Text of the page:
It isn’t necessary for us to mention it, but we will anyway: We love Wine Country.  The sectors we spend the most time in are in the United States, but we have also gone wine tasting in Europe, Africa and Australia (sadly, not yet in South America).  We find the scenery to be beautiful, the food delicious, the people friendly and, of course, there’s the wine.

Meadowood Resort in St. Helena.  Photo courtesy of Five Star Alliance.

We have seen a worrisome trend in recent years, beginning in Napa Valley but spreading elsewhere as well.  What was once an area dedicated to a very particular kind of agriculture, with a few nice hotels, is being transformed into upscale resorts with wine tasting as a sideline.  Now, we have nothing against attractive hotels and try to stay in them as often as we can when travelling.  And there’s nothing wrong with golf, tennis, spas and top-flight dining rooms.  But when they start crowding out reasonably priced hotels and inns, so that Wine Country becomes the preserve of only those who can afford to stay there, then we have a problem.

Perhaps an even greater issue, as we see it, is that the vibe of Wine Country becomes different.  Perhaps 75 years ago, the reason to visit Napa Valley or Sonoma County was to be in the country, buy fresh fruit and maybe do some horseback riding.  But for at least forty of the intervening years, roaming through vineyards and tasting wine that have been the attractions there.  Even in some of the sleepier parts of Europe or Australia, wine tasting as a weekend or vacation activity has taken off.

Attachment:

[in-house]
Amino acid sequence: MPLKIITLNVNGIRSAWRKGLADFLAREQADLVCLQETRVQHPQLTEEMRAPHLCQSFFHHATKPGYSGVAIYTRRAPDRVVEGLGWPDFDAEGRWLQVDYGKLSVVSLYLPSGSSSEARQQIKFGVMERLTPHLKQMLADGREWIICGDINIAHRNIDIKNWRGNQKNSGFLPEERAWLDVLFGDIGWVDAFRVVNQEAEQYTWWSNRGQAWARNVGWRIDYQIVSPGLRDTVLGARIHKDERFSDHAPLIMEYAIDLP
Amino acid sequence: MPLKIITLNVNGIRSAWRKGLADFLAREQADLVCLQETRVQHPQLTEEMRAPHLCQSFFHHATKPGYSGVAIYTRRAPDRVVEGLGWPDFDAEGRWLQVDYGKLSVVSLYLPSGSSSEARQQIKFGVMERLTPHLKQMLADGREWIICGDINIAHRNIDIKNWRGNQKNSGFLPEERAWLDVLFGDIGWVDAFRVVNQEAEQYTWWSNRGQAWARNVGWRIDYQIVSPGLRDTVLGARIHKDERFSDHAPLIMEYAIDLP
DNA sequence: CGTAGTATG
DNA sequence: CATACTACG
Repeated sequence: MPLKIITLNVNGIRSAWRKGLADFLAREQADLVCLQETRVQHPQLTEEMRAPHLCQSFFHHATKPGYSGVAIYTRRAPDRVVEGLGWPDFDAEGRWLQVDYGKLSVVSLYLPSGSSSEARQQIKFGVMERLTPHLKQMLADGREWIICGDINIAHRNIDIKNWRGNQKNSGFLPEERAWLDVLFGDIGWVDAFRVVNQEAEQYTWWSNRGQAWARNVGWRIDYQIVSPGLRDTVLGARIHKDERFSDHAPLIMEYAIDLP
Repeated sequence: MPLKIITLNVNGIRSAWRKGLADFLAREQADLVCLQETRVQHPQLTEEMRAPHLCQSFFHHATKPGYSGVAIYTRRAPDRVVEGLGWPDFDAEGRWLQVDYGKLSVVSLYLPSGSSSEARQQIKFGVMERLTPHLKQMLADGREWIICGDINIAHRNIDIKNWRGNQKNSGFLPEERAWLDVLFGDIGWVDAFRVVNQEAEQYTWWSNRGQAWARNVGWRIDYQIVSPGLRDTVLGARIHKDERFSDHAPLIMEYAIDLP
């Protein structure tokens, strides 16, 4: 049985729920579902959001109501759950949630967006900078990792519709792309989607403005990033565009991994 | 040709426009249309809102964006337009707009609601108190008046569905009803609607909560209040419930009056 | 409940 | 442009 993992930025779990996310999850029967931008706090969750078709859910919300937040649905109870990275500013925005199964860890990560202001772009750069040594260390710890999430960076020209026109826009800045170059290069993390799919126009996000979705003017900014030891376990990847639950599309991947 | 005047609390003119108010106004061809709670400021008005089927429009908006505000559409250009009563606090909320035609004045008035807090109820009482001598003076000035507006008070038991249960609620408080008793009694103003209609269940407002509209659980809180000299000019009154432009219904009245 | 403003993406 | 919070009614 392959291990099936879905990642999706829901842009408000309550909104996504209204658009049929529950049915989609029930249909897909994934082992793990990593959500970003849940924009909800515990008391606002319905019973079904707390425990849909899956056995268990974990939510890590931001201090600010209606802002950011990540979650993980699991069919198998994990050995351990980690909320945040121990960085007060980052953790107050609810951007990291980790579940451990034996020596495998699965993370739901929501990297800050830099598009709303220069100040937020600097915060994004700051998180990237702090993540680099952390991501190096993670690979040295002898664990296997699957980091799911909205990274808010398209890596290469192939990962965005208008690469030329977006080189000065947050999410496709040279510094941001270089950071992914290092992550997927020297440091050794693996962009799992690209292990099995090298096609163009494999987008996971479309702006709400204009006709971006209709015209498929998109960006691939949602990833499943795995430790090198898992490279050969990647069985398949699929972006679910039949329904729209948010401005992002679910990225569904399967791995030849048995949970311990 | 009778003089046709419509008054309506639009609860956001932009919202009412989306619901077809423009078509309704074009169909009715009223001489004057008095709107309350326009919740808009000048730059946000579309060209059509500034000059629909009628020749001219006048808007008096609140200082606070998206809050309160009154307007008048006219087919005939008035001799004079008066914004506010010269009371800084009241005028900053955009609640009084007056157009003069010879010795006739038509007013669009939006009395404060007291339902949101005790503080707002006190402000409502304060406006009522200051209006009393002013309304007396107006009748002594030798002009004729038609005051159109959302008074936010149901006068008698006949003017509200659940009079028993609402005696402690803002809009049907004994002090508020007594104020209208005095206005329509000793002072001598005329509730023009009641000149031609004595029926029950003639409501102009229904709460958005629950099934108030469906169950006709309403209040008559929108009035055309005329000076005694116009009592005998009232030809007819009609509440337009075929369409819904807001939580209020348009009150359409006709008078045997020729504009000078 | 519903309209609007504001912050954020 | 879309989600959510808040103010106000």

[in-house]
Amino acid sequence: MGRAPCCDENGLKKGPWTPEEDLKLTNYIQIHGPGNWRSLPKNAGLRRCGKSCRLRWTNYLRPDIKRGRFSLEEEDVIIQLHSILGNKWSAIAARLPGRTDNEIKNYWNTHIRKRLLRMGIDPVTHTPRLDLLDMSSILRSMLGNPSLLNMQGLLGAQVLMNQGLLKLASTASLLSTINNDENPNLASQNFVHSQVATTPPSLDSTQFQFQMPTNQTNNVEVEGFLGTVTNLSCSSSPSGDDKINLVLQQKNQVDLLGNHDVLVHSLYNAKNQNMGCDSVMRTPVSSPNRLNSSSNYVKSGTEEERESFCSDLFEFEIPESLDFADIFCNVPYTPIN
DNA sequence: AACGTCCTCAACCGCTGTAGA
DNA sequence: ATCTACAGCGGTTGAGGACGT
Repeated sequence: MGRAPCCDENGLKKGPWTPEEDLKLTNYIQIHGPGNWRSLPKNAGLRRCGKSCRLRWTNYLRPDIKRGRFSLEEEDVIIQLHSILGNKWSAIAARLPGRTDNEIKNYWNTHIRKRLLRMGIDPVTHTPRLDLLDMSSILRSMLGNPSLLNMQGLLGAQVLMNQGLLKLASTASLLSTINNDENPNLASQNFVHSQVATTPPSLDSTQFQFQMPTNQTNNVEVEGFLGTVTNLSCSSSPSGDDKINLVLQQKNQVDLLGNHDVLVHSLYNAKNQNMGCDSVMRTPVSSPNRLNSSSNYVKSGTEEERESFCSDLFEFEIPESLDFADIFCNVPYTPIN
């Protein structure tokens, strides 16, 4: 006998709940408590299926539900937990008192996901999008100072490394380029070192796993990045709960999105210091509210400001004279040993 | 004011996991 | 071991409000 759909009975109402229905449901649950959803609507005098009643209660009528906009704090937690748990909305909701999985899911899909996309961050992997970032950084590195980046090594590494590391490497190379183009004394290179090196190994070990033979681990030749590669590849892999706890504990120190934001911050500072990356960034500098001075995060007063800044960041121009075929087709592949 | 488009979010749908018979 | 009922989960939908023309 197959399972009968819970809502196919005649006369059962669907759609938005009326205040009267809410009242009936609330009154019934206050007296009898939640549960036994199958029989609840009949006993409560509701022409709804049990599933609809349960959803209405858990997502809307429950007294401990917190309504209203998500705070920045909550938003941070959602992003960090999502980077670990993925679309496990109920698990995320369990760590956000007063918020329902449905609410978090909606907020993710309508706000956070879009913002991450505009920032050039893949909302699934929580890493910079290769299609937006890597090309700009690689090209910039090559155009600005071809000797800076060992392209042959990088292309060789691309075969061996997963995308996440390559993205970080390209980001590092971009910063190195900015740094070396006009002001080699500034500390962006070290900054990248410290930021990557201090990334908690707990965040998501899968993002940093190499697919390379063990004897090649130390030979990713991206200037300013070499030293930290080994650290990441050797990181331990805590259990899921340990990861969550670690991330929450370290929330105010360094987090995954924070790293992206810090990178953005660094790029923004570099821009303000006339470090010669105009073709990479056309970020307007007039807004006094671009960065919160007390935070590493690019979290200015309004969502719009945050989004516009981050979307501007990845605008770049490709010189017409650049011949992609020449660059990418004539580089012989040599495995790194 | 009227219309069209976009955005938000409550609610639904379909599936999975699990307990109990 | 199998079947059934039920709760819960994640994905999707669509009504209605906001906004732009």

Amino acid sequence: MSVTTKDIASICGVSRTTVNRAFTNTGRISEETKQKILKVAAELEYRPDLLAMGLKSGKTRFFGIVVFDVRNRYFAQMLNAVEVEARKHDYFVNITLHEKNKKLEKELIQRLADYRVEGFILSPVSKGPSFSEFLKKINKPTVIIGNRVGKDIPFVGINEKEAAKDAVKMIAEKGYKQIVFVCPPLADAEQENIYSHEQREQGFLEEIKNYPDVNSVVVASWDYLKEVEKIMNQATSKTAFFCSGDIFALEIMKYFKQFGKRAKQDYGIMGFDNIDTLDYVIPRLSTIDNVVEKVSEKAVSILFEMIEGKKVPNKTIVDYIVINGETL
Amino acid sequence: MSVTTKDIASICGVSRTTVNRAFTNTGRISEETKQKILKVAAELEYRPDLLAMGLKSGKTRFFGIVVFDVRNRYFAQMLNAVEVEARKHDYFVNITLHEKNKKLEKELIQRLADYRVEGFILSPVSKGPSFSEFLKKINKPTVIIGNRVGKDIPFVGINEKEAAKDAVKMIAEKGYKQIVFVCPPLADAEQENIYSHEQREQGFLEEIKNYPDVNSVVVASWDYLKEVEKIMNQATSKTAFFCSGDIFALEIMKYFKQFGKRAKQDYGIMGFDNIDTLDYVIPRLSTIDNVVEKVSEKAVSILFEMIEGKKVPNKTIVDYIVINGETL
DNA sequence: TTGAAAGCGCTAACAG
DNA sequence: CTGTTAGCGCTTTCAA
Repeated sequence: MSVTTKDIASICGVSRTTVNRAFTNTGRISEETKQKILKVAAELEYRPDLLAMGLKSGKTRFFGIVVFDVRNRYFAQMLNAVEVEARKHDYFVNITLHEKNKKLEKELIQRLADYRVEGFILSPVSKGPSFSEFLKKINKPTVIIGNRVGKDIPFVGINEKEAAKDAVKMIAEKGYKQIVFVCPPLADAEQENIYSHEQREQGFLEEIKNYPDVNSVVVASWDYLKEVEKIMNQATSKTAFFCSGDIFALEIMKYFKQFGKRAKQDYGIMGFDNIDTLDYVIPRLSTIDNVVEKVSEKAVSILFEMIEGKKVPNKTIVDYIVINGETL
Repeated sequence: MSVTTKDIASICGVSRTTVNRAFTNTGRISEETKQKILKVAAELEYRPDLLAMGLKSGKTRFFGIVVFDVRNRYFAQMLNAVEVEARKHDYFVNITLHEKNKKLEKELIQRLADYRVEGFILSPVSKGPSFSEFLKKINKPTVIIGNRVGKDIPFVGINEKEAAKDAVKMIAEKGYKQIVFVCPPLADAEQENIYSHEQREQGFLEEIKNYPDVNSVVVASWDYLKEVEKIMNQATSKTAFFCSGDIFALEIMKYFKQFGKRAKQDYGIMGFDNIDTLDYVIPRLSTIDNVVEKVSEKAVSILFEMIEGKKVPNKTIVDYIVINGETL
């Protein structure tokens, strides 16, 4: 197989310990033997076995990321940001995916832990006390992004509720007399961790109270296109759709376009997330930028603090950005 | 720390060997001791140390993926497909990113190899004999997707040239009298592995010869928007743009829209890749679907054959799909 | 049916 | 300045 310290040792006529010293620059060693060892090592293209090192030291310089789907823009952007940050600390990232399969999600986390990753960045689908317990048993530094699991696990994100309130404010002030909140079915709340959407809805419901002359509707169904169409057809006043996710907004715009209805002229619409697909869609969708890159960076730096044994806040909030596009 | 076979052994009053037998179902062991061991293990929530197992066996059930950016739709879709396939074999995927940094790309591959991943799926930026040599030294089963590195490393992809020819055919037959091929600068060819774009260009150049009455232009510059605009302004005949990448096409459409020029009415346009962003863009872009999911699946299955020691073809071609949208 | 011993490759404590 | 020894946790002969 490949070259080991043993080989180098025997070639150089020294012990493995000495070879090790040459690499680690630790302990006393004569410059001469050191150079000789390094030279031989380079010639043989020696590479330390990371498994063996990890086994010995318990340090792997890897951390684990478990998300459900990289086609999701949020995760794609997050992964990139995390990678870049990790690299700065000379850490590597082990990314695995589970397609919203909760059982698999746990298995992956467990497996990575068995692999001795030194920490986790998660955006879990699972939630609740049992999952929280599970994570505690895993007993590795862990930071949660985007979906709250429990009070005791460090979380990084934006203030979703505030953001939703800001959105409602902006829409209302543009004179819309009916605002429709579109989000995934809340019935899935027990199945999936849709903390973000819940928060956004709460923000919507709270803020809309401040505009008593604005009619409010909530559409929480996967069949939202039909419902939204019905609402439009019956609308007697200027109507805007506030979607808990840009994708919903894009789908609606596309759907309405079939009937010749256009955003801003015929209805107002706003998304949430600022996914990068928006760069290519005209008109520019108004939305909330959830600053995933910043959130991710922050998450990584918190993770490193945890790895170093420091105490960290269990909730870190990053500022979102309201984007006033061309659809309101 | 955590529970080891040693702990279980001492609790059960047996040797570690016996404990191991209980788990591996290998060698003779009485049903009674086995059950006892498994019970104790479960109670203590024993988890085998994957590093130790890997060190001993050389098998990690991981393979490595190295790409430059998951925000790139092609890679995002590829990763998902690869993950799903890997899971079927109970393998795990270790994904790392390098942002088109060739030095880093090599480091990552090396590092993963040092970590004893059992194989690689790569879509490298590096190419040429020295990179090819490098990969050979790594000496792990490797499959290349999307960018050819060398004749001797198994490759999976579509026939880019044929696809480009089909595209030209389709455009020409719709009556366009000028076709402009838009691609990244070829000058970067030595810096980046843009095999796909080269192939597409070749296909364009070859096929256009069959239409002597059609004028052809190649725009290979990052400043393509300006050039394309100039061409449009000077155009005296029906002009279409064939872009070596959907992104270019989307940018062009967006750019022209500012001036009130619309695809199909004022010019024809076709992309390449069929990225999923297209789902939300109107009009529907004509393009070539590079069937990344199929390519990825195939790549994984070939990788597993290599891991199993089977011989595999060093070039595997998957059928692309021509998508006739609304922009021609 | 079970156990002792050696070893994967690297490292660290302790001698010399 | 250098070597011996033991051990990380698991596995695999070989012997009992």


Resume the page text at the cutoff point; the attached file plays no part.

Hotel de Pavie in Saint-Emilion.  Photo courtesy of All Wine Tours.

By changing the emphasis from wine tasting to spa living or golf, the tasting rooms will attract a different clientele.  Instead of couples taking in three or four wineries in a day, there will be visitors who only schedule one tasting a day, scheduled around their tee times or massage appointments.  Diners may have glasses of wine at suppertime, instead of a bottle and they may not be as particular about what’s in that bottle.  In fact, they may be more inclined to dine at the resort than in the local restaurants.  We have already experienced a bit of this in Napa Valley and are fearful it will creep in elsewhere.

Wine tasting has not been an inexpensive avocation ever since wineries discovered that charging for small pours of fine wine was a more profitable proposition than giving it away.  But tasting was a pleasure that could be enjoyed by casual tourists as well as connoisseurs with deep pockets.  Altering the focus to those who can afford Wine Country resorts will change the way that wineries approach their market.

There is nothing that can be done about this trend.  Those who want to open resorts will do so, and those more interested in golf or workouts are free to indulge those pastimes.  But those of us who are wine tasting devotees can go about doing what we have been doing.  We can, and will, visit, sip, dine, sip some more and maybe stay for dinner.  Let’s hope the wineries continue to cater to us.

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